Tuesday, 07 April 2020 11:50

‘Critical’ time for mobile services as COVID-19 impacts industry growth: analyst Featured


Increasing competition and the lowest net increase for six years had already put pressure on Australia’s mobile carriers even before the COVID-19 pandemic struck, according to new research from analyst firm, Telsyte.

Telsyte’s comments follow the release on Tuesday of its Australian Mobile Services Market Study 2020 which found the market grew by 332,000 SIOs (Services in Operation) for the six months to the end of December 2019, reaching around 36.3 million connections – the lowest recorded net increase since December 2013.

According to Telsyte, the modest growth underscored a mature sector under pressure before the COVID-19 pandemic, with annual services revenue declining by 4.1% to $13.3B in the 12 months to December 2019.

Telsyte says it anticipates annual mobile services revenue could decline by a further 10% in 2020 due to the potential slowdown in new SIOs, lower ARPU (Average Revenue Per User) and reduction in international roaming revenue as a result of travel bans.

Telsyte research shows around 15% of mobile users typically choose international roaming when travelling overseas.

Despite the “challenges”, Telsyte estimates Australia’s MVNO (Mobile Virtual Network Operator) market continued to buck the trend adding 265,000 services, compared to Telstra (up 159,000), Optus (up 104,000) and VHA (down 196,000) - with MVNOs such as amaysim, Aldi Mobile and new entrants Circle.life and Nu mobile all benefitting from consumers looking for better deals.

According to Telsyte “secondary connections” are likely to be impacted, with estimates that the total number of mobile SIOs will be flat or decline for the first time in the past decade if there is prolonged economic disruption due to the COVID-19 pandemic – ranging between +360,000 to -726,000 SIOs for the 12 months ending in December 2020. This compares to a net increase of 800,000 to 1.1 million SIOs annually since 2016.

“With the government’s economic stimulus packages announced, Telsyte expects most mobile users will keep their mobile service. However, restricted movement might see a reduction in the need for secondary SIMs for additional smartphones, tablets and other devices,” says Telsyte.

As with the increase in fixed broadband data consumption since the community lockdown, Telsyte says its latest carrier research shows mobile data usage is growing, with estimates the average monthly mobile data usage could grow more than 30% in 2020 (compared to 13% in 2019), averaging 8.4GB across all devices.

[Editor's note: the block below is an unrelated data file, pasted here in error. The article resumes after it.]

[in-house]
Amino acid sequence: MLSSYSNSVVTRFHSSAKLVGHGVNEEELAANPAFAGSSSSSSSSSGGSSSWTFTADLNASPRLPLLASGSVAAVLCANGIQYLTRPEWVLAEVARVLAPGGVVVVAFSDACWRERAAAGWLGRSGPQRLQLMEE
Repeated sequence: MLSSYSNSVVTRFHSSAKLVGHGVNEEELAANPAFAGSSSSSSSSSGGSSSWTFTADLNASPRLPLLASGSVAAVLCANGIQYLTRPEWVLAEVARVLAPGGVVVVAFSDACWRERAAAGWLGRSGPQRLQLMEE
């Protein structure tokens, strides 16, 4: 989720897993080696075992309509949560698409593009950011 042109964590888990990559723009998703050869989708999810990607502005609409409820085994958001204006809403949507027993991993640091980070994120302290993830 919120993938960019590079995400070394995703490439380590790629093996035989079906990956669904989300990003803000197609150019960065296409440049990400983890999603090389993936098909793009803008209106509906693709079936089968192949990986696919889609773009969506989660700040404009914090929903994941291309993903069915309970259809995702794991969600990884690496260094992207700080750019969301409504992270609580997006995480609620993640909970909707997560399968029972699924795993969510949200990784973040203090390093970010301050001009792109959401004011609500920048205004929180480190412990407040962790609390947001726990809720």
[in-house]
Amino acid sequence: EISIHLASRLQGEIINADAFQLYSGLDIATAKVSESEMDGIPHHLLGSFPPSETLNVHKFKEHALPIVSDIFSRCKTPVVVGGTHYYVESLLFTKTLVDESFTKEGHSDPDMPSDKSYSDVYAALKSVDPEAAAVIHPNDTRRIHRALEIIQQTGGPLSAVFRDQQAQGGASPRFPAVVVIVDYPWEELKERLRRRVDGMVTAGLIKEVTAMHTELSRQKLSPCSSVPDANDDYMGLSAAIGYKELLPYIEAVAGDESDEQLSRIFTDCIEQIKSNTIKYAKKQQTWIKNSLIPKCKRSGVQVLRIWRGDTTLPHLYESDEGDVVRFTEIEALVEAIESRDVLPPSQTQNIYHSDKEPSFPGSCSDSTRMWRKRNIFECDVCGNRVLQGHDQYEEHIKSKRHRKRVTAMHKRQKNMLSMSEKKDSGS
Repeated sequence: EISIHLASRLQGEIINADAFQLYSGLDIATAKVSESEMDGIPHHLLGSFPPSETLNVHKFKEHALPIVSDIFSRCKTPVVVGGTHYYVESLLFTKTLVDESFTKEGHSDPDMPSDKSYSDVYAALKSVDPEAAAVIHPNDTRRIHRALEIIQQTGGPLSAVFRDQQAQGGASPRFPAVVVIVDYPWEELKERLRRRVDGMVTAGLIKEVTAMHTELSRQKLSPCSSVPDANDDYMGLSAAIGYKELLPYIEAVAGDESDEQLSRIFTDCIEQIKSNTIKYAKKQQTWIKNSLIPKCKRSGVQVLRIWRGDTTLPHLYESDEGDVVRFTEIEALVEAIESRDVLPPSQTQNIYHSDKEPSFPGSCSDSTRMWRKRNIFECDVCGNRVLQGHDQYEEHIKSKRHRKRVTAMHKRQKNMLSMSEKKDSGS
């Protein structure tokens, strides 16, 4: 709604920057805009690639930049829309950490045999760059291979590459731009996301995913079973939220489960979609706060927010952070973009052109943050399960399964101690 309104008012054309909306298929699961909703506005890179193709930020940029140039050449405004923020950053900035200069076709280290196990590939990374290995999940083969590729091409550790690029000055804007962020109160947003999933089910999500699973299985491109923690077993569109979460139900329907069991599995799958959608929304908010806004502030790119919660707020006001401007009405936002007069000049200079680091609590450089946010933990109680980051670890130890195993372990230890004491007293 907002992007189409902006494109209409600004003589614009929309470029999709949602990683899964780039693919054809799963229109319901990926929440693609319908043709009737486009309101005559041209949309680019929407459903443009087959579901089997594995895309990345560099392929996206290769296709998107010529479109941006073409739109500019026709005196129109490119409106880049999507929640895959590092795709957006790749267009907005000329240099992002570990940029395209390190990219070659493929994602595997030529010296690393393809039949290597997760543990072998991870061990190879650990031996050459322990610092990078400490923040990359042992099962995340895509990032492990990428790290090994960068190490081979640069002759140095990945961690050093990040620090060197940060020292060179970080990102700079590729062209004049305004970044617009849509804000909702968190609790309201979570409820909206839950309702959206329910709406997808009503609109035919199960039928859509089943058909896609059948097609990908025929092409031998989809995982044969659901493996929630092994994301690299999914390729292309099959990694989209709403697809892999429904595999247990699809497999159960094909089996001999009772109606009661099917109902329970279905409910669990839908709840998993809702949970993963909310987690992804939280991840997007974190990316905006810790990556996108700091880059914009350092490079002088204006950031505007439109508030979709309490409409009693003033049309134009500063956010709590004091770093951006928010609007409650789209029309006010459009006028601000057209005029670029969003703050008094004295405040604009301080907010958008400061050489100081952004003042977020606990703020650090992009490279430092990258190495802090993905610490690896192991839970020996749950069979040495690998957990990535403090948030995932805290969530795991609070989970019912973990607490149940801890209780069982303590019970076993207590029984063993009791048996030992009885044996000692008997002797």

Despite increased data consumption and interest in 5G smartphones, Telsyte says it believes a slowing economy will likely cause consumers to double down and wait for the more affordable 5G handsets, impacting 5G services uptake.

Consequently, Telsyte’s 5G forecasts have been revised down by more than 50% to 2.4 million by the end of 2020. At the end of 2019 there was less than 150,000 5G mobile services in operation,” according to Telsyte estimates.

Telsyte says it still expects Apple to release a 5G iPhone (iPhone 12) in 2020 but cautions that supplies and demand might be affected as a result of the COVD-19 pandemic.

Despite this, Telsyte says it believes the increasing reliance on devices during the ‘stay at home’ period will eventually drive upgrades, not just for 5G, but for other smartphone features that can improve user experience for video communications, streaming entertainment and games services.

“The success of the iPhone in 2020 might be less about 5G and more about the other features that resonate with the stay-at-home users, such as screen quality and processor speeds,” Telsyte Managing Director, Foad Fadaghi, says.

“Half (50%) of all iPhone users indicate their iPhone is their main digital device according to recent Telsyte surveys.”

Telsyte anticipates the national auction for the valuable mmWave spectrum bands (used for the next evolution of 5G) will still likely go ahead in early 2021 but will be impacted by current market forces.

“The willingness to pay over the top for the spectrum could fall due to tougher economic conditions and declining industry revenue” Telsyte senior analyst Alvin Lee says.

However, skyrocketing fixed broadband usage is proving there is potential for gigabit services into the home (e.g. to support multiple concurrent high-resolution video streams), which can potentially be delivered via the new 5G spectrum.

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Peter Dinham

Peter Dinham - retired and is a "volunteer" writer for iTWire. He is a veteran journalist and corporate communications consultant. He has worked as a journalist in all forms of media – newspapers/magazines, radio, television, press agency and now, online – including with the Canberra Times, The Examiner (Tasmania), the ABC and AAP-Reuters. As a freelance journalist he also had articles published in Australian and overseas magazines. He worked in the corporate communications/public relations sector, in-house with an airline, and as a senior executive in Australia of the world’s largest communications consultancy, Burson-Marsteller. He also ran his own communications consultancy and was a co-founder in Australia of the global photographic agency, the Image Bank (now Getty Images).



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